I love writers whose use of language and emotion melds into a new and refreshing voice—writers whose words move me to reflect on life, history, and the future, and who also offer a call-to-action in my personal life and the world. Some of my favorites include Toni Morrison, James Baldwin, J. California Cooper, and Mary Oliver. Most recently, I’ve added Jasmine Mans, Tracy K. Smith, Kiese Laymon, Sarah Broom, Robert Jones, Jr., Jacqueline Woodson, Isabel Wilkerson, and Akwaeke Emezi to my list of admired wordsmiths, to name a few.
How does your experience as an English teacher, editor, and a book store co-owner impact your writing?
My professional life has always been centered around words. I started my career in publishing as an editor at Howard University Press and moved on to work in healthcare public relations. One of my lifelong goals was to own a bookstore, and that dream came true when a friend and I opened Amistad Bookplace in Houston in the eighties. Hosting book signings for authors I had read in college was the ultimate joy, in addition to being featured in Essence and Black Enterprise Magazines. As a freelancer, I wrote articles on books and local authors, participated in a performing poetry group, and co-hosted a call-in radio program on the arts. Teaching was the next stepping stone in learning about various writing styles and the structure of language. With every writing assignment that I gave my students, I modeled with my own work. All my experiences have contributed to how I approach my poems and essays. Retirement now affords me more time to devote to my writing life and collaging.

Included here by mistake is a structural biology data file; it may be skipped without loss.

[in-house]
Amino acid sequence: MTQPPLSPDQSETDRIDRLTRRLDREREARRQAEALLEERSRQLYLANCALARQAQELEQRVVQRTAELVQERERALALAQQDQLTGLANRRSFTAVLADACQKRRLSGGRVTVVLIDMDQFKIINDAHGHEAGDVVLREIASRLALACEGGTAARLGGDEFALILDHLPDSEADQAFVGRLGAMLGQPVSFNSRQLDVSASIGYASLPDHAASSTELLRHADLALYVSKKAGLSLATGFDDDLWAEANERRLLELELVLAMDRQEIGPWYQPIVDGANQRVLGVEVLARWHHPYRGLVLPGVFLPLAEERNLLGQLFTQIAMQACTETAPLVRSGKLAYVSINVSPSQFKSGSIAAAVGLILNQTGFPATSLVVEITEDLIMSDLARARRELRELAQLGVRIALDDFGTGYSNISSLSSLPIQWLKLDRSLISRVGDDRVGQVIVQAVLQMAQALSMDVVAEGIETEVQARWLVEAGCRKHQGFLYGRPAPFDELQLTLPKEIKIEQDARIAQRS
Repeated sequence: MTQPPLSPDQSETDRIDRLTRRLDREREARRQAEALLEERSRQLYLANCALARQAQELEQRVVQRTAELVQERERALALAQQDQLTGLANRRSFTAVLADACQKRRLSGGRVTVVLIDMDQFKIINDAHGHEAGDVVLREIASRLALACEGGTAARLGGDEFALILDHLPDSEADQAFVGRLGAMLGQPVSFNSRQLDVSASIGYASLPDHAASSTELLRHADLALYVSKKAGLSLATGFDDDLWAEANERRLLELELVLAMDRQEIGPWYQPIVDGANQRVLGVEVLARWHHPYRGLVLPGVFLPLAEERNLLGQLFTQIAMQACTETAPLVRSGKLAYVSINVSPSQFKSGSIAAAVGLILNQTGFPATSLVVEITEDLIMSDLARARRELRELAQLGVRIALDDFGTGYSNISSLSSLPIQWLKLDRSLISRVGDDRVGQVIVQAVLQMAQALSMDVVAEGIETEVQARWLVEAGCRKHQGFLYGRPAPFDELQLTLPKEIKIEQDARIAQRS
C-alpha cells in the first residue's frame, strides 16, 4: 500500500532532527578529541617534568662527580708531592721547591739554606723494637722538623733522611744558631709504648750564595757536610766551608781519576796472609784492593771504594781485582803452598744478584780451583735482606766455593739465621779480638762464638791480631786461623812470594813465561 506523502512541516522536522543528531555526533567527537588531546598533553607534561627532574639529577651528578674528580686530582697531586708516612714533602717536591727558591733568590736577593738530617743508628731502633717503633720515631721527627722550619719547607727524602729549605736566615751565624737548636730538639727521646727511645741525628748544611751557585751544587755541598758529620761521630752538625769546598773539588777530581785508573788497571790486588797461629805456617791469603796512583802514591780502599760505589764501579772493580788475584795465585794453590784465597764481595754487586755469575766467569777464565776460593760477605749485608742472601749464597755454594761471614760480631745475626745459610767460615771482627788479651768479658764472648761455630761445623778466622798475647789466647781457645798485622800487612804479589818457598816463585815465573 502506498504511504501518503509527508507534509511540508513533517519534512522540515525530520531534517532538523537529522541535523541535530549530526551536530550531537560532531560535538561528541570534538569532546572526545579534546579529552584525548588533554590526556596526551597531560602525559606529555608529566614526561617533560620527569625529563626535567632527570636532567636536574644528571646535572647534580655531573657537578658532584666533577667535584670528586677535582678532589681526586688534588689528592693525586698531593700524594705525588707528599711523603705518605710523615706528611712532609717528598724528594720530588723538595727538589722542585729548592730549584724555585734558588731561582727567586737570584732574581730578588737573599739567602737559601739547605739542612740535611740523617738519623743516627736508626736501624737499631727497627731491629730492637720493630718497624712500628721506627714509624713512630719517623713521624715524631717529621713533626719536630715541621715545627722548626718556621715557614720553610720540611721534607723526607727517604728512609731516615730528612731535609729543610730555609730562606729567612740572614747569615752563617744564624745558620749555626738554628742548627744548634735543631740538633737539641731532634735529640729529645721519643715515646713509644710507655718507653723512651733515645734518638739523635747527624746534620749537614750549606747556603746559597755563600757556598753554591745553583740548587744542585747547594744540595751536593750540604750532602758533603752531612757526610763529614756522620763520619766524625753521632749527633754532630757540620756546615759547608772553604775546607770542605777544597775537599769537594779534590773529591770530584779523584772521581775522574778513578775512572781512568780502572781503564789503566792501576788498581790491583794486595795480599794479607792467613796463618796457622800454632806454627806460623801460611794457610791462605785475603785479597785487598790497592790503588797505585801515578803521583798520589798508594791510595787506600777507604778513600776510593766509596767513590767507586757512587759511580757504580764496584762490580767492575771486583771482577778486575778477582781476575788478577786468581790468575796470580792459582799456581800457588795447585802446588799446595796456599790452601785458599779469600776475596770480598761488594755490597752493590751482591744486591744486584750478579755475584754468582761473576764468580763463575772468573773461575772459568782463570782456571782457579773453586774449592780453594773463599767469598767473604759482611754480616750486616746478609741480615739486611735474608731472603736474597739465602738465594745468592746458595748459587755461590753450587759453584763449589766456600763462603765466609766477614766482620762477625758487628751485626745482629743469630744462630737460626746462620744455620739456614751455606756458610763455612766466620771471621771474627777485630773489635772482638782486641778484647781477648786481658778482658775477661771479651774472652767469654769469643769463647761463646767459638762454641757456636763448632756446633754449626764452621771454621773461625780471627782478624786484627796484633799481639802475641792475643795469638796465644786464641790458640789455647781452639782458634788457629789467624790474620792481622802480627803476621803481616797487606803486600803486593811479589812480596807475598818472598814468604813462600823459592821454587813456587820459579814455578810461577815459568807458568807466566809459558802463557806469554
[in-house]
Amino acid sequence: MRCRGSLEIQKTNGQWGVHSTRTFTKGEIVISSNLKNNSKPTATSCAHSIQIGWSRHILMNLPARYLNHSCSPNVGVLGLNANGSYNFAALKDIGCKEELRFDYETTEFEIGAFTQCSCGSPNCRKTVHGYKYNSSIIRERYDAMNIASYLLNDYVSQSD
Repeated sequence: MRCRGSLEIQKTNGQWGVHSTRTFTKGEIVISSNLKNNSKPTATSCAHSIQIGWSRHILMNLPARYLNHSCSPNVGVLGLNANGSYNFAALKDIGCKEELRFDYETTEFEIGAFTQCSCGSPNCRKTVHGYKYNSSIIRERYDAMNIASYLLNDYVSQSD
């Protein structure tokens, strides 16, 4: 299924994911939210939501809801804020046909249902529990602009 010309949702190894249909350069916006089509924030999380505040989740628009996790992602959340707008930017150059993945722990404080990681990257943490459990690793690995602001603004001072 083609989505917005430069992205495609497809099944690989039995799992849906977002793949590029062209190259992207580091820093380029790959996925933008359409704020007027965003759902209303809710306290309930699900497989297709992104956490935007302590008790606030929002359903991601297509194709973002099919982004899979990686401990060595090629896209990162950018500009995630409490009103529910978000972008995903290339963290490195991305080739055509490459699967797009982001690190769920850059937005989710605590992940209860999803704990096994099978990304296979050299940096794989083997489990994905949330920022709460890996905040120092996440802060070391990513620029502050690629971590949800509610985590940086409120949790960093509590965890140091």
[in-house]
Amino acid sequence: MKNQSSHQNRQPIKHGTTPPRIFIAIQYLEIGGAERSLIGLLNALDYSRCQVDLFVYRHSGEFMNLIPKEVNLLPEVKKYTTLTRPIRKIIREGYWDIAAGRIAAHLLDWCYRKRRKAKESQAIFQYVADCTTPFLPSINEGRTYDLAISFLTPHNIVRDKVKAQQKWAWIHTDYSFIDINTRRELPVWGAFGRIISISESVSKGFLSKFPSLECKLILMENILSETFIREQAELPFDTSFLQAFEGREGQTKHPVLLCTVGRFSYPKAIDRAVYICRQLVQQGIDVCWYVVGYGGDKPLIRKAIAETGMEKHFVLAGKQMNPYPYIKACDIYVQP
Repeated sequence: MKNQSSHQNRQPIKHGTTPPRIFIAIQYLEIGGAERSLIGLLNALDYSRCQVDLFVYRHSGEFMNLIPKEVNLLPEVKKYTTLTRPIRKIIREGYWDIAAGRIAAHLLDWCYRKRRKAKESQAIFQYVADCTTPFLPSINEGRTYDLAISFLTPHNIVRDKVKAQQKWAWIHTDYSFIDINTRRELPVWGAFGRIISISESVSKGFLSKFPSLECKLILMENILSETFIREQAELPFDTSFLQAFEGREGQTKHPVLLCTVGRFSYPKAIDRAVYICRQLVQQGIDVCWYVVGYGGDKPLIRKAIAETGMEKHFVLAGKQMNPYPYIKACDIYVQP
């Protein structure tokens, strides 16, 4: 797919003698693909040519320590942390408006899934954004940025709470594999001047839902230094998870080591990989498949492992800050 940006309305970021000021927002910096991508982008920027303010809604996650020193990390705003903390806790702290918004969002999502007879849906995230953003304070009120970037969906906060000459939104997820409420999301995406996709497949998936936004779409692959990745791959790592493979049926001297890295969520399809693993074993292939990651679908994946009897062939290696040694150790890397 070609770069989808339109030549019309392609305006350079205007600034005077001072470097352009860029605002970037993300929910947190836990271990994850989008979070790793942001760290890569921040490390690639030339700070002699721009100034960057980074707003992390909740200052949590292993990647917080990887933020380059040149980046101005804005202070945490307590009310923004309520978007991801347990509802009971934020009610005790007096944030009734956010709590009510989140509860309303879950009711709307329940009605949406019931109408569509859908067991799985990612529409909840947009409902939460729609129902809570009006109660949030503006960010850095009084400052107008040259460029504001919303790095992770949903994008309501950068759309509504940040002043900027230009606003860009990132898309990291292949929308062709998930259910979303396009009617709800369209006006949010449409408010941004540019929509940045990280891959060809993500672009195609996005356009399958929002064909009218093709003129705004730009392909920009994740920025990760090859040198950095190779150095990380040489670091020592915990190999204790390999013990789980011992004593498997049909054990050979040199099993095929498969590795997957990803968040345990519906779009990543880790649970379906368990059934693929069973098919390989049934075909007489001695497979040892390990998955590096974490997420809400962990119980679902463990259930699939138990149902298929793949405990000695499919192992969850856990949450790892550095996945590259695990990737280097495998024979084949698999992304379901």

What do you hope to accomplish in the next five years?
I will publish a book or two of poetry and a children’s book in the next five years as well as continue to submit creative nonfiction to women’s journals and magazines. I’m excited to add to my greeting card collection also. Starting a blog is an option I’m considering as a way to share my passions and build my online presence. Most importantly, I love learning, and I will continue to hone my craft while discovering other ways to be creative. There are no boundaries!
Why did you decide to join the See Jane Write Collective and what do you like most about being a member?
I joined the See Jane Write Collective because of the opportunity to work with other writers—essayists, bloggers, poets, novelists, etc. Writing can be isolating, and during the pandemic, I needed to feel a sense of belonging. I love the See Jane Write community as well as the leadership and instruction from you, Javacia, our biggest cheerleader. Let me not forget the guest speakers, the critique sessions, the group coaching sessions, and the resource library. I walk away from each of these opportunities feeling motivated and that I can conquer and even befriend my fears and keep writing. My “Jane” sisters are dynamic women who share and give of themselves and their knowledge. Who could ask for more?
To learn more about Shirlene and see her collage art, follow her on Instagram @writingreadingsoul.
Who should be the next See Jane Write Member of the Month? Send your nominations to email@example.com and don’t be afraid to nominate yourself! Not a member? Apply to join here.